Saturday, January 17, 2015

Working habits

I have noticed a pattern after all these years (yes, I'm slow at picking these things up) of deadlines and downtimes.  I have a really important show or shows, I work for a few months committed, putting in tons of time, energy, research, work, etc.  The work is finally delivered, the reception has passed and I'm back in the studio.  For almost two weeks I go to the easel and I simply cannot paint.  CANNOT PAINT - WILL NOT paint LOL!  I get sick to my stomach when I think about it.  I have to take time off.  I have to get in my left brain and catch up or do absolutely nothing.  It's a very physical thing.  I just can't do it.  I have tried so many times to work through this to no avail.  Then slowly, I start mentally creating my next body of work.  I draw some thumbnails, make some new compositions out of my photography and studies, start to prepare.  I always have a new piece in mind with a freshly mounted linen panel staring at me.  Here I go, 1, 2, 3 GO....  No, really, here we go....   New piece coming.....really.....
Not so fast.  Panel comes off the easel.  Every time!  I look around and some other piece of older work is screaming at me "pick me, pick me".  Ok, just one more thing to change.  I'll just rework a part of it.  Before you know it, I have completely reworked an older painting.  Never fails, I do this every single time I start a new session.  I have no idea what this is about.  I'm sure there is some psychological reason why I can't begin a new painting after a break, but I can't for the life of me figure it out.  I have to do a search and destroy piece first.  I think this has been going on for ten years now.  And every time it is not intentional.  It just happens.  Well, here it is, happened again and I might not even be ready for a new piece today.  When the mood strikes.....
This is a piece from the Bitterroot Valley, done two years ago.  I always like the painting but I didn't love the painting.  I loved the high key, I loved the peacefulness, but the composition always felt off.  Out goes the right group of trees, create a few more paths through the piece, a little of this and a little less of that.... I think I'm happy now :)  I think....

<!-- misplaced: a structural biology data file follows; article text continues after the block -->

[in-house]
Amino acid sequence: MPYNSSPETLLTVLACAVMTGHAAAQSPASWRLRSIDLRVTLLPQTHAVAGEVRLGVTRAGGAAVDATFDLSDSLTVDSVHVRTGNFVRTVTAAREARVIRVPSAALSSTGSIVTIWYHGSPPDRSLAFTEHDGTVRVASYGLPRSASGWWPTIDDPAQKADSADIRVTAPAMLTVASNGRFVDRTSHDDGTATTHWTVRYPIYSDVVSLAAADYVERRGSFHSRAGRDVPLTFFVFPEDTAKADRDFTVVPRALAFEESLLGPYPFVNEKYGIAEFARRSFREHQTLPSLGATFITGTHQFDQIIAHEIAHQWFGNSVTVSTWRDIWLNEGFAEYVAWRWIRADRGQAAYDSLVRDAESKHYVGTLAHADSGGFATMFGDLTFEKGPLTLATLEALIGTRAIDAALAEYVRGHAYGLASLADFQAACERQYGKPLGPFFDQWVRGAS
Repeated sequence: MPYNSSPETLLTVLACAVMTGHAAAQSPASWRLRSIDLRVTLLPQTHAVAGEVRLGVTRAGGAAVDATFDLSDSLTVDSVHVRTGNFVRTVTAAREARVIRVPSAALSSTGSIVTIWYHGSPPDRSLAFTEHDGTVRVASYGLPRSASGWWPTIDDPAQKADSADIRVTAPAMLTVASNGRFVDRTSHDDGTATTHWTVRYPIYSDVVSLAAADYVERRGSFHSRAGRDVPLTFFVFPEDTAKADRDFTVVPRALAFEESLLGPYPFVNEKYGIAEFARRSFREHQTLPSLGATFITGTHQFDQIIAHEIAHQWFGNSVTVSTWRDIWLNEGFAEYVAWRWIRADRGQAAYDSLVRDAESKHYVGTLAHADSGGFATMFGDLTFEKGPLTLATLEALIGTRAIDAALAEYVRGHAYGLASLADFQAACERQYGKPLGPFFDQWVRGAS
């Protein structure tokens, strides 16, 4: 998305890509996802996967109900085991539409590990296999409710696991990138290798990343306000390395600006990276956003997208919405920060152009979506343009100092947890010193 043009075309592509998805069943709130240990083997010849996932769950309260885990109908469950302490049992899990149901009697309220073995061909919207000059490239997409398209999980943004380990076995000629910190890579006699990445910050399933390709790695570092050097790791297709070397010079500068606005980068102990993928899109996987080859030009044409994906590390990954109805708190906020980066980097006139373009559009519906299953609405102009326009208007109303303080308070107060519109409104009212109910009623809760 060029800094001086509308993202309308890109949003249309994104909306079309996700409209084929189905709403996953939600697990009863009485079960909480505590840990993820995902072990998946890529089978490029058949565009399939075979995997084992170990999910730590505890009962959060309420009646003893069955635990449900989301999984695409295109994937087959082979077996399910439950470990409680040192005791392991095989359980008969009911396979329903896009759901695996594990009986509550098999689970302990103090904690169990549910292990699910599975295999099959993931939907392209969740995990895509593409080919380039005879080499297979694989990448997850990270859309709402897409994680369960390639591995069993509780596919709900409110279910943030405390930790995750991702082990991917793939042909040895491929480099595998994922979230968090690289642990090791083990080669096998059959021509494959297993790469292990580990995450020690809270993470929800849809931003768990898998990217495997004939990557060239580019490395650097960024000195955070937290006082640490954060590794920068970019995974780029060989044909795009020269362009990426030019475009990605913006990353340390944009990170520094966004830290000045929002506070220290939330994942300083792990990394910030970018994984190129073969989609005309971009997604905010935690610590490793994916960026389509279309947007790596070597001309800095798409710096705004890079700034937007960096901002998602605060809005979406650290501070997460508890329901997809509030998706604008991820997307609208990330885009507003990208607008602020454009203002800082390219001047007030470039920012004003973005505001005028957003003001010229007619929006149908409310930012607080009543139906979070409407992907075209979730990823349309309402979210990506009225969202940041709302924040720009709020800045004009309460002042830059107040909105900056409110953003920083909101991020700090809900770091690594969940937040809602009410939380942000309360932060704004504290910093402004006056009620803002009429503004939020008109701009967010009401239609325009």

Monday, January 5, 2015

Good Monday Morning!

Tonight I start a six week series of watercolor classes.  It's been awhile since I've pulled out the Arches and I really do miss it.  I always have the intentions of doing a series, but for some very unknown reason, I end up with a large oil on the easel instead.  I have always noticed that my watercolors improve my oils, simply by the reason of a more intentional composition.  The composition in a watercolor must be thought out ahead of time, the palette choices, spacial relationships.  Yes, you can lift color back out, but painting back over for a light value plane isn't an option so you slow down and think.  And plan.  And think.  And draw.  And then let the spontaneous quality of the watercolor happen.  I'm always excited to see a group of new students fall in love - just like I did 23 years ago.  And I still fall in love when I pull them out again!

Thursday, January 1, 2015

Happy New Year! Welcome 2015!

I have had my blog quite messed up, so I'm kind of starting over.  I'm going to use my blog this year as more of a journal of an artists life, rather than a promotional tool.  I will post new paintings, but hopefully it will be more personal - the where and the why's - than it has been.  There are always trials and tribulations in this world of art.  We put on our best face and show the world the positive and confident side, but there are tough times as well as the amazing ones.  We are sensitive beings, we are for the most part quite spiritual in our own individual ways, and our outside life gives meaning to our artistic life.  Maybe this is more for me to get that out than to have an audience, but if another artist can relate to my story and feel a greater sense of community, then all the better for it!  Please feel free to add comments or share your ideas!  And here we go, my favorite painting of last year...

The reason this was my favorite painting of the year was a few different ones.  First and foremost, Marco and I took a trip to Bozeman, MT and it was a very special trip.  It has been a long time since we have been on the road together.  Marco has been sick a lot lately and struggling a bit.  This was the two of us together, looking at the beautiful world again and enjoying our private time together.  I truly didn't know what the next day or days would bring so I was living in the moment in every sense.  This is also such a beautiful place, the headwaters of the Gallatin River, just outside of Yellowstone National Park, one of the most beautiful places in the West, and we arrived just as the moon was rising and the light was racing across the distant valley just about to disappear.  It was just an amazing moment!  The last reason for this being a favorite was I believe it was a turning point in my abilities and vision, exceeding my expectations and surprising me with the results.  And of course, it found a home the first night it was presented and that is always a good thing!